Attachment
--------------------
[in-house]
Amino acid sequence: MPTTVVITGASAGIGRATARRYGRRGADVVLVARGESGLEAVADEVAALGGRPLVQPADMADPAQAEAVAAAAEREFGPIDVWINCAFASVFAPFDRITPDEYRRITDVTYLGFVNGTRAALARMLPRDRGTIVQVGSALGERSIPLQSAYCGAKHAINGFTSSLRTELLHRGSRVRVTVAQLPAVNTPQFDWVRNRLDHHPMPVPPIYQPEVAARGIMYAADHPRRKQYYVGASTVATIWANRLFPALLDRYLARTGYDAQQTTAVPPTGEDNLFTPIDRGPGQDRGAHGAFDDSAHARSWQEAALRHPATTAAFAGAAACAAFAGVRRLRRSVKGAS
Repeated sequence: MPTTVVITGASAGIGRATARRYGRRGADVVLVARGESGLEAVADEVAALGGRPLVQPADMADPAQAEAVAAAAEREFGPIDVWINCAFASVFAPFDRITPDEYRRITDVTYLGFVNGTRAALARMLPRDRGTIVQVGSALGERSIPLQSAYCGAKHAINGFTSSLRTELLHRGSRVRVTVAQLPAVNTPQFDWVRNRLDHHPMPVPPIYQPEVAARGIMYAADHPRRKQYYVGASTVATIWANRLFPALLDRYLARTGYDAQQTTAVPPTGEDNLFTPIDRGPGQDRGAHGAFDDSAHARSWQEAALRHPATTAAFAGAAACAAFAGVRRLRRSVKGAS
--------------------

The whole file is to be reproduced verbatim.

[in-house]
Amino acid sequence: MPTTVVITGASAGIGRATARRYGRRGADVVLVARGESGLEAVADEVAALGGRPLVQPADMADPAQAEAVAAAAEREFGPIDVWINCAFASVFAPFDRITPDEYRRITDVTYLGFVNGTRAALARMLPRDRGTIVQVGSALGERSIPLQSAYCGAKHAINGFTSSLRTELLHRGSRVRVTVAQLPAVNTPQFDWVRNRLDHHPMPVPPIYQPEVAARGIMYAADHPRRKQYYVGASTVATIWANRLFPALLDRYLARTGYDAQQTTAVPPTGEDNLFTPIDRGPGQDRGAHGAFDDSAHARSWQEAALRHPATTAAFAGAAACAAFAGVRRLRRSVKGAS
Repeated sequence: MPTTVVITGASAGIGRATARRYGRRGADVVLVARGESGLEAVADEVAALGGRPLVQPADMADPAQAEAVAAAAEREFGPIDVWINCAFASVFAPFDRITPDEYRRITDVTYLGFVNGTRAALARMLPRDRGTIVQVGSALGERSIPLQSAYCGAKHAINGFTSSLRTELLHRGSRVRVTVAQLPAVNTPQFDWVRNRLDHHPMPVPPIYQPEVAARGIMYAADHPRRKQYYVGASTVATIWANRLFPALLDRYLARTGYDAQQTTAVPPTGEDNLFTPIDRGPGQDRGAHGAFDDSAHARSWQEAALRHPATTAAFAGAAACAAFAGVRRLRRSVKGAS